In terms of sociopolitics, 2019 was not exactly the most stable time — and neither was some of its most captivating music.
Die Choking – IV
The Philly group Die Choking’s latest album IV very quickly proves spectacularly caustically frantic. With their spastic, punked-up grind sonic attacks, the band feel like they have truly captured a viscerally gripping, sincere portrait of manic meltdowns. The sound structure is top notch: while the crushing music never leaves much breathing room, the band sometimes alternate between having their spiraling guitars and their thundering, frenzied drums in the spotlight, with plenty of time when both gears grind at once. Even as the musical world that the band construct blows up over and over again, the sonic precision ensures that the core mania really sticks, like you’re trapped between those gears and can’t escape.
They’ve brought fury-soaked, mental mania to life and completely dived in. The more that listeners creep towards the core of this wildly spinning beast, the more mayhem emerges. The band’s sound feels reminiscent of early Converge thanks to the thundering punk beats that reverberate through the relentlessly vicious IV, but Die Choking add rounds of additional manic guitar spirals that turn their music into more of a whirlwind, which they perform with absolutely blistering speed.
Diploid – Glorify
The title is where the hints of pleasantry begin and end on Glorify, the new album from Australia’s Diploid, which is available via Art as Catharsis, Black Wire Records, and Lacklustre Records. The album combines raw noise soundscapes, manic grind attacks, and deranged beats into a morphing, monstrous picture of mental derangement that heaves out with volatile determination. The album feels like a portrait of a mind that has been crushed to the point beyond misery where there’s some kind of mindless bliss and acceptance of the pain, which here rolls out with crushing intensity, no matter the exact sounds that Diploid are performing. From the tortured roars and screams of the vocal work to the similarly tortured sounding, prodding grind of the music, Glorify transcends.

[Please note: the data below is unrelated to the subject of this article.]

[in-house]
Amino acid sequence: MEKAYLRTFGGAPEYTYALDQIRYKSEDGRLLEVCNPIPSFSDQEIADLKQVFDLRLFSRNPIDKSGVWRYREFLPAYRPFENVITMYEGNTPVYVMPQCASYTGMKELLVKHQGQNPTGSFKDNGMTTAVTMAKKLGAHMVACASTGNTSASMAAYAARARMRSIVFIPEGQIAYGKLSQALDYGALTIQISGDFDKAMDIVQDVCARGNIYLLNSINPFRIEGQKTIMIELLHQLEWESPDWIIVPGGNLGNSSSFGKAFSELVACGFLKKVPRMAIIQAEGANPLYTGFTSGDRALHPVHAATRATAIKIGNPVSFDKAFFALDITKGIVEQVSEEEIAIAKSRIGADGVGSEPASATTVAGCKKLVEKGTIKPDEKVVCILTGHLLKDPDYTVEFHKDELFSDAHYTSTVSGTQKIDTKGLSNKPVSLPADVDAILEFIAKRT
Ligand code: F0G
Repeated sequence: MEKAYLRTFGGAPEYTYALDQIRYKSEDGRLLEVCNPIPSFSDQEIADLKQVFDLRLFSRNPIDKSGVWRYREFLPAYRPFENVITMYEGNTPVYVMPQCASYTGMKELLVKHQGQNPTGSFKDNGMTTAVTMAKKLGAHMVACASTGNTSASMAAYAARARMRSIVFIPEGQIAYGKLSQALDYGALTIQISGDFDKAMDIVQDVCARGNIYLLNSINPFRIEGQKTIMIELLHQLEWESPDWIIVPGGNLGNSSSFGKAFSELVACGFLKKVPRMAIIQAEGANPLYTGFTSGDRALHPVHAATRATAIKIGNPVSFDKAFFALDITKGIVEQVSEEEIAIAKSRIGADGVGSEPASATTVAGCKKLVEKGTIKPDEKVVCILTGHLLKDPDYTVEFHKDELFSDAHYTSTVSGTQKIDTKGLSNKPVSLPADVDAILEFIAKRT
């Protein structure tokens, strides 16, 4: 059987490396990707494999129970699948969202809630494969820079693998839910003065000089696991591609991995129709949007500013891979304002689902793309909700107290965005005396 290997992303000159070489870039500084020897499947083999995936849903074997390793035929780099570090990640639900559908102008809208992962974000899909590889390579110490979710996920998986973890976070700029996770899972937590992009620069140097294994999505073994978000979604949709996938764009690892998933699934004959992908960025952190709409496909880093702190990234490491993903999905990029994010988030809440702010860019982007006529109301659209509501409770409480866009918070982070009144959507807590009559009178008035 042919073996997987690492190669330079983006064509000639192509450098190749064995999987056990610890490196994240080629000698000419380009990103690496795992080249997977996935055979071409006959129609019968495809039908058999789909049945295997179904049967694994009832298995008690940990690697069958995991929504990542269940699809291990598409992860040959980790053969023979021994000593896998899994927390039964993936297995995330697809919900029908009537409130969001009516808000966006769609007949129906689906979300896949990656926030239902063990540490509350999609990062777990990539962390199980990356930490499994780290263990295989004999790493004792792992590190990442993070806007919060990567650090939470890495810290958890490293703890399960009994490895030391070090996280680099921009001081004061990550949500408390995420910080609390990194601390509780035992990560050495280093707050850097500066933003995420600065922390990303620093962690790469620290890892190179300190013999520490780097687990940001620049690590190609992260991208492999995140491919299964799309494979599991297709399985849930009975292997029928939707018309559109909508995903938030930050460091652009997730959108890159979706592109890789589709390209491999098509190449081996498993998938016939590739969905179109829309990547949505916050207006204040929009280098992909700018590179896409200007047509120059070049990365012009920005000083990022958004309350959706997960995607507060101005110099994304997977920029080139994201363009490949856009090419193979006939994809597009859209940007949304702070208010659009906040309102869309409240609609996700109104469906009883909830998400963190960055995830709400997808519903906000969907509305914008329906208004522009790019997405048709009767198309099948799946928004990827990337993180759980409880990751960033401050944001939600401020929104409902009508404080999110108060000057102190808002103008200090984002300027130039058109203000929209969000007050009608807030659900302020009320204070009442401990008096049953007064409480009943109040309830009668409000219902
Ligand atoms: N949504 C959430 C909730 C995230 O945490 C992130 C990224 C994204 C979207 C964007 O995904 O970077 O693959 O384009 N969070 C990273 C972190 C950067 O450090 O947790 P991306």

It’s like the soundtrack of going into shock after a terrible accident. Although the band remain totally unpredictable, there’s not really any freedom, considering their relentlessly pained-sounding, sludgy musical march. Yet, there also remains an intricate, crucial tapestry to explore.
False – Portent
The Minneapolis black metal band False sound like they’re summoning raging, all-consuming fire from the earth on their 2019 album Portent, which is available via Gilead Media. The album only contains four tracks, three of which stretch more than ten minutes — and there is never a single dull moment. The guitar and drum work build twisting, intricate sonic pummeling, but the band don’t stop there. They build these contorted, blast beat and riff driven onslaughts into a powerful beast that does not ever truly let up, no matter the gradually unfolding, slight dynamics that do eventually appear. The whole really feels like even more than the sum of its parts here — the effect of the building music leading into more and more physically crushing, metaphysically miserable, raging animalism sparks an immersive experience that’s not at all easily forgotten. It’s taking struggles through misery to gripping cosmic heights.
Even the vocal work feels specially tailored to this aim. Sometimes, even in black metal terms, it’s incomprehensible. The sonically massive album doesn’t just feel like personal misery; it’s like the apocalyptic sound of the world falling apart.
Fluoride – Disentanglement